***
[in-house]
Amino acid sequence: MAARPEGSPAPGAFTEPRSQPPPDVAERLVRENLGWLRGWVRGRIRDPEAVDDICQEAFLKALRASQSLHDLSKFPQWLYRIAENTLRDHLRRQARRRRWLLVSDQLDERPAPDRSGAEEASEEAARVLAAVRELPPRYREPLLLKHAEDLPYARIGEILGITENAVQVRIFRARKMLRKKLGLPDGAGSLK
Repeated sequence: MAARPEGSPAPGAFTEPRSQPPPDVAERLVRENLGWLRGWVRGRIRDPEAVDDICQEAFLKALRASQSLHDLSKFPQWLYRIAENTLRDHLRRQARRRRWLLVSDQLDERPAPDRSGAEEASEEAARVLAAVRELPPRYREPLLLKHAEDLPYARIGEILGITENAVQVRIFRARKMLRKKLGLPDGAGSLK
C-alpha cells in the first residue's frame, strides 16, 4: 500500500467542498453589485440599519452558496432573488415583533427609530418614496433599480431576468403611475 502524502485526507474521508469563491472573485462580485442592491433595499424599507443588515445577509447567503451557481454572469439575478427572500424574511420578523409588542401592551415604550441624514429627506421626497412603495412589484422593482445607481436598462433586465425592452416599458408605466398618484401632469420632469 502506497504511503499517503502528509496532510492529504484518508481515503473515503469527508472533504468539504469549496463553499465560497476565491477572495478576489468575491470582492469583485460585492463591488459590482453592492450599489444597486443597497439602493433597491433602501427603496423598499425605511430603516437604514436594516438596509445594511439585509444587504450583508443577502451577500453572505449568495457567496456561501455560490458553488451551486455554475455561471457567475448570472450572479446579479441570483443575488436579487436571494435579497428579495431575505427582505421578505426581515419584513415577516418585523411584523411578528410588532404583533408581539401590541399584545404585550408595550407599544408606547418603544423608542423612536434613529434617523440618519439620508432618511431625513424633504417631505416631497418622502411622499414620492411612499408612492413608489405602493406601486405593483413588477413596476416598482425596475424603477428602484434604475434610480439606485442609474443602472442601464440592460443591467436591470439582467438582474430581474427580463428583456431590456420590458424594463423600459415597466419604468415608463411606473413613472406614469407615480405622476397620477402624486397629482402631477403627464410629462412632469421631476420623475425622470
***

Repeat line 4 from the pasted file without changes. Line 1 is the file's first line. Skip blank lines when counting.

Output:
C-alpha cells in the first residue's frame, strides 16, 4: 500500500467542498453589485440599519452558496432573488415583533427609530418614496433599480431576468403611475 502524502485526507474521508469563491472573485462580485442592491433595499424599507443588515445577509447567503451557481454572469439575478427572500424574511420578523409588542401592551415604550441624514429627506421626497412603495412589484422593482445607481436598462433586465425592452416599458408605466398618484401632469420632469 502506497504511503499517503502528509496532510492529504484518508481515503473515503469527508472533504468539504469549496463553499465560497476565491477572495478576489468575491470582492469583485460585492463591488459590482453592492450599489444597486443597497439602493433597491433602501427603496423598499425605511430603516437604514436594516438596509445594511439585509444587504450583508443577502451577500453572505449568495457567496456561501455560490458553488451551486455554475455561471457567475448570472450572479446579479441570483443575488436579487436571494435579497428579495431575505427582505421578505426581515419584513415577516418585523411584523411578528410588532404583533408581539401590541399584545404585550408595550407599544408606547418603544423608542423612536434613529434617523440618519439620508432618511431625513424633504417631505416631497418622502411622499414620492411612499408612492413608489405602493406601486405593483413588477413596476416598482425596475424603477428602484434604475434610480439606485442609474443602472442601464440592460443591467436591470439582467438582474430581474427580463428583456431590456420590458424594463423600459415597466419604468415608463411606473413613472406614469407615480405622476397620477402624486397629482402631477403627464410629462412632469421631476420623475425622470